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King County closes Flood Warning Center as rain-swollen Snoqualmie River subsides

Summary

The King County Flood Warning Center closed at 2:15 a.m. on Wednesday, Dec. 24, following a brief activation to monitor flooding from heavy rainfall.

Story

The King County Flood Warning Center closed at 2:15 a.m. on Wednesday, Dec. 24, following a brief activation to monitor flooding from heavy rainfall.Flood Control Zone District Logo
 
The Flood Warning Center opened at 8:30 p.m. Tuesday, Dec. 23, in response to minor flooding along the Snoqualmie River. The river reached a Phase II flood alert level, but decreasing rain and cooler temperatures helped reduce flows, and the flood threat has passed.

Flood Warning Center workers will continue to monitor stream gages and weather reports, and will provide updated information on river conditions as necessary. Real-time river level information is available online at kingcounty.gov/flood.
 
King County offers free access to KC Flood Alerts, an automated system that allows subscribers to receive customized alerts of potential flooding for any or all of King County’s six major river systems.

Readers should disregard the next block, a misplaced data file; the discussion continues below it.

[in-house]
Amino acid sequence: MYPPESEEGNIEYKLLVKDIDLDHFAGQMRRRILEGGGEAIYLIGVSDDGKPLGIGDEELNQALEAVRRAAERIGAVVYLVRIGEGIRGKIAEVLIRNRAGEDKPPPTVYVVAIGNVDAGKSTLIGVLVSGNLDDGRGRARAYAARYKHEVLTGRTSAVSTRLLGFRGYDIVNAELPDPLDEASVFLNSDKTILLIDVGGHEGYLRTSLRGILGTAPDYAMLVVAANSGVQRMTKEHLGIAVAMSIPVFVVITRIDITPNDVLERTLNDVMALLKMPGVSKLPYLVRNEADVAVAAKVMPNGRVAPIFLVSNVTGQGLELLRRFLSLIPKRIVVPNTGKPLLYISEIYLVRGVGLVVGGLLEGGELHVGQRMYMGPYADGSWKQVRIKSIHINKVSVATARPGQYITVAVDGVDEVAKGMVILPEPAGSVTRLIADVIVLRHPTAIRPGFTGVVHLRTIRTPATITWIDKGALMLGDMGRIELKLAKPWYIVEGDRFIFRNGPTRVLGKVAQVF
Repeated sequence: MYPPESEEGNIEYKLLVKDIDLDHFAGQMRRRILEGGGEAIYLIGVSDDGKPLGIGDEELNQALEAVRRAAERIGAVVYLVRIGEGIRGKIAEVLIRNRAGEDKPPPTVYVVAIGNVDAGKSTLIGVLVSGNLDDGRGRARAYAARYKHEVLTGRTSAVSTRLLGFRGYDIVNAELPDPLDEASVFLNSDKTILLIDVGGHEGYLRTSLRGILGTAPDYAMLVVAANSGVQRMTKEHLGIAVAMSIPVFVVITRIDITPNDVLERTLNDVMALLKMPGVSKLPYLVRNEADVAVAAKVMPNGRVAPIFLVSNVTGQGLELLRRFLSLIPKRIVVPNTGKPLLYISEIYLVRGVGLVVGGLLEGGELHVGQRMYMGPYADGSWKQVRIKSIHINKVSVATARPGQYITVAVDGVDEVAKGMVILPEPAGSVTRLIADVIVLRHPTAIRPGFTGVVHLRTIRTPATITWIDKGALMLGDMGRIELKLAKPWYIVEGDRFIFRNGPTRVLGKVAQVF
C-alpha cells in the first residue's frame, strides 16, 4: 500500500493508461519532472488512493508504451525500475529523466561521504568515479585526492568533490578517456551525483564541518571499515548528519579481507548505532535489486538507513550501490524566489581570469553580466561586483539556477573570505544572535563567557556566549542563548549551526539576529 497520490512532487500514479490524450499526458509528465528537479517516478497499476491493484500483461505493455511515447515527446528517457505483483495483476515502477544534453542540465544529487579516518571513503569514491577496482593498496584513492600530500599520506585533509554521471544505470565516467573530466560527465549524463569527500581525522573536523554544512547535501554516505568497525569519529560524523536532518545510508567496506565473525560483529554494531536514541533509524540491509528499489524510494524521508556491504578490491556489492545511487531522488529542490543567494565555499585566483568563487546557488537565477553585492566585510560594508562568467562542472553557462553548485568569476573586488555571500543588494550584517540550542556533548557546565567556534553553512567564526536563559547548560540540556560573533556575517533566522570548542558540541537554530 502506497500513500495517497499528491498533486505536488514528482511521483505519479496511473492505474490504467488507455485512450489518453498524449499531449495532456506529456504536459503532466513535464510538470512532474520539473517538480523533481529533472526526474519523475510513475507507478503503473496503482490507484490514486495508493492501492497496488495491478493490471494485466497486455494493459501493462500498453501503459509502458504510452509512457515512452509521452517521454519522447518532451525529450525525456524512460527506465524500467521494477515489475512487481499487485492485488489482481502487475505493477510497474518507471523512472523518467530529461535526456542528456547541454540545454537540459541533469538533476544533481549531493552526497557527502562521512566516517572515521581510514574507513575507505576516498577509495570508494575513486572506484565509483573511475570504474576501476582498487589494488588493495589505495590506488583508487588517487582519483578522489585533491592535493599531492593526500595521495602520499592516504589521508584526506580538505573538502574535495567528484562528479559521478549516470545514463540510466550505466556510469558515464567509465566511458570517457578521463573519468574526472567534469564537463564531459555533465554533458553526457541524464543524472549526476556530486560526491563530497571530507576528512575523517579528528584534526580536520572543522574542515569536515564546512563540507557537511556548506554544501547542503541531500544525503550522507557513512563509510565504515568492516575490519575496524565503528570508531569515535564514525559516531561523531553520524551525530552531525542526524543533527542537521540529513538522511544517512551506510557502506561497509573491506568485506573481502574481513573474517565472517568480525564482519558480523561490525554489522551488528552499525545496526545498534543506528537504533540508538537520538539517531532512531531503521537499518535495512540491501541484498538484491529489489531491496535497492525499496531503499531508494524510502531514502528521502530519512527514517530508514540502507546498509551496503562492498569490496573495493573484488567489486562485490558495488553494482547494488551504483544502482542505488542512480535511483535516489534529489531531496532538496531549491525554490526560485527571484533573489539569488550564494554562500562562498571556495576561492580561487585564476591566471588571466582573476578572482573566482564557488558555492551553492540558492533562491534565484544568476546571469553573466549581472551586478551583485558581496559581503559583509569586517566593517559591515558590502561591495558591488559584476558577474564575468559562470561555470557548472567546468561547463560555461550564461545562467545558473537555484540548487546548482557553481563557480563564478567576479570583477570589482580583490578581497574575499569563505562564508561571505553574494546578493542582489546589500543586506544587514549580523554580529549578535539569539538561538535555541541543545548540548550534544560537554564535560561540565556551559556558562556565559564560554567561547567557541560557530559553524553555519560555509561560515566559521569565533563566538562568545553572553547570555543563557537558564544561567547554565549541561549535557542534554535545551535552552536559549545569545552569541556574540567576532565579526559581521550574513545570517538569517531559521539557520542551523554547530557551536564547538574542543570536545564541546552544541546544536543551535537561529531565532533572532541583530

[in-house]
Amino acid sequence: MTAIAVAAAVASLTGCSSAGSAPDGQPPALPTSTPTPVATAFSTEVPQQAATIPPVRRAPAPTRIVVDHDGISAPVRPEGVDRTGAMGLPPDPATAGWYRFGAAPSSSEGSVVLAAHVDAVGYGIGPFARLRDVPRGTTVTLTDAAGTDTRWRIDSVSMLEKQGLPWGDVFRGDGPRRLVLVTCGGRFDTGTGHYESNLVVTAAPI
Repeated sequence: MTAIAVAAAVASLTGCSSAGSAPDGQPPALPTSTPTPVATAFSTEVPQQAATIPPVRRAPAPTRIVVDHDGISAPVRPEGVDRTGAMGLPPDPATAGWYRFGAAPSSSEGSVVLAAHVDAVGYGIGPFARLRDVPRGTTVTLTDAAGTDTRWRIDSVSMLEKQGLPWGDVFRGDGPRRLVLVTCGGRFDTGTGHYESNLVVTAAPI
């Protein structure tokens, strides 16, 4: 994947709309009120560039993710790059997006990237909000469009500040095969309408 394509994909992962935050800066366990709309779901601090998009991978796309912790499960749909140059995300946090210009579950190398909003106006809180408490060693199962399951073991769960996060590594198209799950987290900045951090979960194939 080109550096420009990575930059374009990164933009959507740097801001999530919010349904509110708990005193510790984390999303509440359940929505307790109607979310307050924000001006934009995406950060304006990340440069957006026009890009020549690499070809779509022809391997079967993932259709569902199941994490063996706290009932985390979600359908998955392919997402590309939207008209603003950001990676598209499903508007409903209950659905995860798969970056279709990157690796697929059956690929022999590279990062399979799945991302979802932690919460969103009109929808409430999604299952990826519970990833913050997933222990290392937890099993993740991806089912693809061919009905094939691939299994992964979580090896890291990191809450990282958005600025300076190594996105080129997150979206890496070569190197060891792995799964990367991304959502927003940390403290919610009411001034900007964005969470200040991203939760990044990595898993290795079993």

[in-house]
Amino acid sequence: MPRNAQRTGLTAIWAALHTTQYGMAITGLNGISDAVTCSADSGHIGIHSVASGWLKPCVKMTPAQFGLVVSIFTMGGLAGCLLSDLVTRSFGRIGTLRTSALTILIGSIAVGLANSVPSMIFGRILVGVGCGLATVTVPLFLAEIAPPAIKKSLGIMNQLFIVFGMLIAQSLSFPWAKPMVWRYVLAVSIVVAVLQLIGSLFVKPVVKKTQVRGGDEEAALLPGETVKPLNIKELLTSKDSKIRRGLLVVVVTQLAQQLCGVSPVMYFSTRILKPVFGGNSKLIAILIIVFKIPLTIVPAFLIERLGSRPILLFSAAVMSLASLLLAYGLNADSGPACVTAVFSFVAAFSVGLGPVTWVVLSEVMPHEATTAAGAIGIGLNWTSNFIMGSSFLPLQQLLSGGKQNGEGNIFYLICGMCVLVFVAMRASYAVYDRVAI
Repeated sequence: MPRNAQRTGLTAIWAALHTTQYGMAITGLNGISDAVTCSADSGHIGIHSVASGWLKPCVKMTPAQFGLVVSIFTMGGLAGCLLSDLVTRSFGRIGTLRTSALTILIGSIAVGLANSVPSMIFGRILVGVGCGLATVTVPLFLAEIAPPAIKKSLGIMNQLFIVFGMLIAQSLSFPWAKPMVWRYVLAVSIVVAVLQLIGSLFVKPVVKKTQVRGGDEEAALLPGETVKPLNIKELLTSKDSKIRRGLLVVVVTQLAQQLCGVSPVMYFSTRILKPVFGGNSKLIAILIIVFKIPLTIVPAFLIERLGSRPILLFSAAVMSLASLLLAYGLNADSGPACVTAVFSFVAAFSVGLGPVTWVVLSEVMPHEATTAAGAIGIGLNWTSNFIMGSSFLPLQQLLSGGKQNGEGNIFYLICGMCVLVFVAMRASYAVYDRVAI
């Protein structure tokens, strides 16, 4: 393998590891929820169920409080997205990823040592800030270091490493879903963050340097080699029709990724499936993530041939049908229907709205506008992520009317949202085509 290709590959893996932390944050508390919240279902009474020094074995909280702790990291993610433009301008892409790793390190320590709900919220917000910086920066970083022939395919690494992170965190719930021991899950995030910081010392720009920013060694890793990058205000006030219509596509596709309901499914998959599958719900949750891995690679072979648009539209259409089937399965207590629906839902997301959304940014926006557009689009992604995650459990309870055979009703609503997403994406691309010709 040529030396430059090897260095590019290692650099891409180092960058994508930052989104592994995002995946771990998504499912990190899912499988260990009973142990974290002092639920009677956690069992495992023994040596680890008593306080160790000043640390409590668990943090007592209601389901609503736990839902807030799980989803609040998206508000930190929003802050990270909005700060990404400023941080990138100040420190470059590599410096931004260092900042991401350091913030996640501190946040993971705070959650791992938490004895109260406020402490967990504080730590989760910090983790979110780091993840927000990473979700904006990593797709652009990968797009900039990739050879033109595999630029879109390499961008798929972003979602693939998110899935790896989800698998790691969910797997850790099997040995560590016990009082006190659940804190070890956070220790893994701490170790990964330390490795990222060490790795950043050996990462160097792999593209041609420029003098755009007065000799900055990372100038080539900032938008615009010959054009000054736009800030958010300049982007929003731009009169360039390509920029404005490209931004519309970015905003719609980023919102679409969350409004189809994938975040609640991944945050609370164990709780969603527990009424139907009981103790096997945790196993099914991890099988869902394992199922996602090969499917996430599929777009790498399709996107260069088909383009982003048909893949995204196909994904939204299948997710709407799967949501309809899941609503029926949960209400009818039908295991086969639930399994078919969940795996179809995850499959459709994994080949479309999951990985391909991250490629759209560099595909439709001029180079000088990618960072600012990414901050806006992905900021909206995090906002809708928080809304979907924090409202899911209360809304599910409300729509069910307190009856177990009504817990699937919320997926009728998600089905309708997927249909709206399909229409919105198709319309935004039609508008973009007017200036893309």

Immediate notifications about pending high water are sent to email, smart phone text or voicemail, providing subscribers with the maximum amount of warning about potential high water.
 
Find the KC Flood Alerts link at kingcounty.gov/flood. This website is a valuable preparedness resource, with all of the latest information about river levels and road conditions, plus weather reports and other critical links.

Updated information on flooding is also posted on the King County website at kingcounty.gov.
 
During river flooding events, the King County Flood Warning Center serves as a clearinghouse for information on flood conditions, operating a recorded message center with continuous updates of river gage readings and flood phases and other related information. Reach the Flood Warning Center at 206-296-8200 or 1-800-945-9263. Interpreter assistance in multiple languages is available.
 
Questions or assistance with flooding on smaller streams or urban drainage problems can be called in to 206-296-1900 during business hours, or 206-296-8100 after hours or on weekends.
 
Problems on County maintained roads can be reported by calling 206-296-8100 or 1-800-KC-ROADS.
 
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The King County Flood Control District is a special purpose government created to provide funding and policy oversight for flood protection projects and programs in King County. The Flood Control District’s Board is composed of the members of the King County Council. The Water and Land Resources Division of the King County Department of Natural Resources and Parks develops and implements the approved flood protection projects and programs. Information is available at kingcountyfloodcontrol.org.